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Final Report

Summary

What happened

On 29 April 2014 an AVRO 146-RJ100 aircraft, registered VH-NJI and operated by Cobham Aviation Services Australia (Cobham), was on a charter flight to Barrow Island Airport from Perth Airport, Western Australia. The aircraft sustained a mechanical failure of the No. 2 engine shortly after take-off that resulted in an in-flight fuel-fed engine fire.

The flight crew extinguished the engine fire by shutting down the No. 2 engine and activating the fire suppression system. The aircraft was flown back to Perth Airport, having sustained significant damage to the No. 2 engine and cowling. There were no injuries.

What the ATSB found

The Honeywell International Inc (Honeywell) LF507-1F (LF507) engine has four combustion liner locating pin welded bosses (welded boss) in the combustor turbine module (CTM) combustor housing (housing). The ATSB found that the welded boss located at the 2 o’clock position had cracked and fractured adjacent to the weld as a result of fatigue. The boss separated from the housing, allowing high-pressure combusting fuel to escape radially through the CTM housing, burning through the engine cowling.

The ATSB also found that localised grinding of the inner and outer surfaces of the CTM housing, adjacent to the welded boss, had reduced its wall thickness from 0.050 to 0.035 inches. The reduced wall thickness increased local stresses and hence the likelihood of crack formation. The crack accelerated at an unpredictable rate until penetrating the full thickness of the housing. It is likely that the grinding was associated with a weld repair conducted during a CTM heavy maintenance visit. The grinding repair was not an acceptable repair to Honeywell for returning the component to the original design strength.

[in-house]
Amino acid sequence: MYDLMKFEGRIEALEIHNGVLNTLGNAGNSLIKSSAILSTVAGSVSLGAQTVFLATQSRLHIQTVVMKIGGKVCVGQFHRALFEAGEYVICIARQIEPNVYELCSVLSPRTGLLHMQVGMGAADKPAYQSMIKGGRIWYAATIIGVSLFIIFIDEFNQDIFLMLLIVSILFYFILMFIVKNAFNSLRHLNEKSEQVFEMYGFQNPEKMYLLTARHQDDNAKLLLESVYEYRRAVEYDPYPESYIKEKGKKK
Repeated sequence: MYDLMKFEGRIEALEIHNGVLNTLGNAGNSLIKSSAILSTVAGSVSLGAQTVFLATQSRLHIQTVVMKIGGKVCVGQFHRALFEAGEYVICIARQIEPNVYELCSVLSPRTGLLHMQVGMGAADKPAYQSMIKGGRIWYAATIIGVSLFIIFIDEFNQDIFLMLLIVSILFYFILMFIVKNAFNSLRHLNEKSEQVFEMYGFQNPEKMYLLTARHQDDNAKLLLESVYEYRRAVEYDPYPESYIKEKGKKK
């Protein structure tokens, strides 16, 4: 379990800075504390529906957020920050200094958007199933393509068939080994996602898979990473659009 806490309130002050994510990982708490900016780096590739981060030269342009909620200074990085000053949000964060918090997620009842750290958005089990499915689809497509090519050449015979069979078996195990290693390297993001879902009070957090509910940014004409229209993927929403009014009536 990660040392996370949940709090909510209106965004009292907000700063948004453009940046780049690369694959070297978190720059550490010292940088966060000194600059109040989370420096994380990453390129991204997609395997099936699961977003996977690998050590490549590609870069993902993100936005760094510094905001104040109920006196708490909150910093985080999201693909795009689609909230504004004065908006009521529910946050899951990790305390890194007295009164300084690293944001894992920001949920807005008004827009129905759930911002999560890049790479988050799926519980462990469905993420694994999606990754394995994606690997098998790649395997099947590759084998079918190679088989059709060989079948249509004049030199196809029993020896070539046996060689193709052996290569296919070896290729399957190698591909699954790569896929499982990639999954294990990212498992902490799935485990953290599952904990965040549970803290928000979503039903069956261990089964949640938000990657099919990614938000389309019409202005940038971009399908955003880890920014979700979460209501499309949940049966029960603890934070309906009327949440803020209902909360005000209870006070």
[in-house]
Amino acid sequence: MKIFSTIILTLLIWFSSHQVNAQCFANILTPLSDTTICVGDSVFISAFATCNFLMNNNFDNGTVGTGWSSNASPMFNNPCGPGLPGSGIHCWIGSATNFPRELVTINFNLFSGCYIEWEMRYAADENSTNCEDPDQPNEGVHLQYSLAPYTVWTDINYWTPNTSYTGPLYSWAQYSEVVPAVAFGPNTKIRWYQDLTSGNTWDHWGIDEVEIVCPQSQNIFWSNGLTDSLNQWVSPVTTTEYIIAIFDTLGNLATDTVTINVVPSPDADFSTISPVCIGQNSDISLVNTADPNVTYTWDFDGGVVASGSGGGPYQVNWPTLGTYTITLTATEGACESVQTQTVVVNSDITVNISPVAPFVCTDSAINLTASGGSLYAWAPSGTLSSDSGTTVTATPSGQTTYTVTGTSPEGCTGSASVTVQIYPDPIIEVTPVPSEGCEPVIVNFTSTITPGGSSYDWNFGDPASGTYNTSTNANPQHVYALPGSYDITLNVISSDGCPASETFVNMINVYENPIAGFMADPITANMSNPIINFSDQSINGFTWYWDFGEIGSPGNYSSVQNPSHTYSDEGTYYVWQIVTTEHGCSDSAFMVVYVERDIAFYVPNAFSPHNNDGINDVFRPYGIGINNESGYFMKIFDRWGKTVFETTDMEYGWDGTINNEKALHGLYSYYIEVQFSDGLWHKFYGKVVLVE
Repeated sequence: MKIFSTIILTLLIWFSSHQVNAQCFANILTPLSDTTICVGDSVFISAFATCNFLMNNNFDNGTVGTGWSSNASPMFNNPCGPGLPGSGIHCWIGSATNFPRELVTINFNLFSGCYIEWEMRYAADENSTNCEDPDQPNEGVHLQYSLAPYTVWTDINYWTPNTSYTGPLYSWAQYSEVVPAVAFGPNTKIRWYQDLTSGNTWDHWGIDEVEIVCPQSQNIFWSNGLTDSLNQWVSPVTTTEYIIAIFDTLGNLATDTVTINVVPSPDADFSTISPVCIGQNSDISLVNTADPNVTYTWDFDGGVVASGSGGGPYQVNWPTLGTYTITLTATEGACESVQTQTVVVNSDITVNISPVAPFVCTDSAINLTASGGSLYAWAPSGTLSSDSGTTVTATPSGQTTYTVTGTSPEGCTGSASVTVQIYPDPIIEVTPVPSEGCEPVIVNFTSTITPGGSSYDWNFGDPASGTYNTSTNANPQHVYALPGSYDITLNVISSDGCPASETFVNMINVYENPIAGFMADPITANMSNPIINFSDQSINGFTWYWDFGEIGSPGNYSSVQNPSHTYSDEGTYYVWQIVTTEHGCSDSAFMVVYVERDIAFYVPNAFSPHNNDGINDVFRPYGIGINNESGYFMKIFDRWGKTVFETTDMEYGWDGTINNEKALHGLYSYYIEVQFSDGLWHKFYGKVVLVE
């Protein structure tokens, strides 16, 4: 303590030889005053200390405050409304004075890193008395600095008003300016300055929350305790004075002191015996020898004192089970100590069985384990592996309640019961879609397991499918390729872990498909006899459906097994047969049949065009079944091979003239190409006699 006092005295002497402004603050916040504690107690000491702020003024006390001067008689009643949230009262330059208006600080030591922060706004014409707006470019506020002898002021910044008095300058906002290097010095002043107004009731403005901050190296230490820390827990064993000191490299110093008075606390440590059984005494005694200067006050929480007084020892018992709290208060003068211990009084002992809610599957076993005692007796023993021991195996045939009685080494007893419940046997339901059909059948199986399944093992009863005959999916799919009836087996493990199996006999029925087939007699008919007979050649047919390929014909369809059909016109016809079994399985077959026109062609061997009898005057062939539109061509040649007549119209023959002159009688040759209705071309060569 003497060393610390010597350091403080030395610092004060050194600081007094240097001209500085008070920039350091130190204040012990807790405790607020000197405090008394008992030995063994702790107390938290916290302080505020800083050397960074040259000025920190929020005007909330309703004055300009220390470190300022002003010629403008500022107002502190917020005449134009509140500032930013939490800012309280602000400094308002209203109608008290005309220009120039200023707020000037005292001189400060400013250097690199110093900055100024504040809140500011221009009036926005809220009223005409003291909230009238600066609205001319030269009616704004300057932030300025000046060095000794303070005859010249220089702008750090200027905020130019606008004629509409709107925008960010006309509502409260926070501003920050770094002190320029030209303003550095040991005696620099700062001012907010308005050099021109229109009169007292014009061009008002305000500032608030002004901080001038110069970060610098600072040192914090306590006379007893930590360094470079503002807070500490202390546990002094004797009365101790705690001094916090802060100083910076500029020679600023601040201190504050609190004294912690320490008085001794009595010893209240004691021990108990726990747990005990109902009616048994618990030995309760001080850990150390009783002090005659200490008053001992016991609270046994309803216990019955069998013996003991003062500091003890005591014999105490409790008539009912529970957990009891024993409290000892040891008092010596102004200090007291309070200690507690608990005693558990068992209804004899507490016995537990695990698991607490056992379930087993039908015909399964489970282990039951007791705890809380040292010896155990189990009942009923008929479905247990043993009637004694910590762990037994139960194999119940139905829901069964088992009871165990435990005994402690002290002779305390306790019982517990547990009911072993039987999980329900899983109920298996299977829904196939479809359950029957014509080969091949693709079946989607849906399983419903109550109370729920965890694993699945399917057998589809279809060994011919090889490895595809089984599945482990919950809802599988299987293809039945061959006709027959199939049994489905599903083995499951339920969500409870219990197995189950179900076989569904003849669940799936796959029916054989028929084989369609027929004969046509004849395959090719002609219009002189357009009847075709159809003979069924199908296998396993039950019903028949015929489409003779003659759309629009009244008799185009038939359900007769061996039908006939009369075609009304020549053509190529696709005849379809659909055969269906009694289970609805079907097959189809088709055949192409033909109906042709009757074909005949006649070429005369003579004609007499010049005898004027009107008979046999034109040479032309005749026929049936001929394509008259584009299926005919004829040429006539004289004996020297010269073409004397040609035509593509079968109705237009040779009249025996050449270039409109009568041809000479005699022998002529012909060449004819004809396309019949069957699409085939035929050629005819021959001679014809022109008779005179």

Finally, the ATSB found that the normal scheduled visual inspection of the housing, which was designed to find cracks before they developed into a fracture, was ineffective in this case. This was because the reduced wall thickness invalidated the original crack growth rate predictions.

What's been done as a result

In response to this occurrence Cobham proactively inspected all of their LF507 engines, focusing on the welded bosses. Of those engines, one spare engine had grinding at one of the welded bosses, similar to the occurrence engine, and was withdrawn from the availability pool. Although no cracking was found at the combustion liner location pin welded bosses, Cobham did find seven cracks at the location of the ignition bosses that had not been previously identified. These cracks were managed in accordance with the Honeywell maintenance manual.

Honeywell also instigated several actions in response to this occurrence. These included amendment of the LF507 engine maintenance and overhaul manuals to address crack limits and weld repair specifications, and the issue of a Service Bulletin to alert operators of possible welded boss cracking.

Safety message

This occurrence highlights the importance of repairing aircraft components in accordance with the manufacturer’s specifications and ensuring that the repair meets the design intent of the manufacturer.

VH-NJI in-flight fire damage

VH-NJI in-flight fire damage
Source: Jason Grimmett

The occurrence

Context

Safety analysis

Findings

Safety issues and actions

Sources and submissions

 
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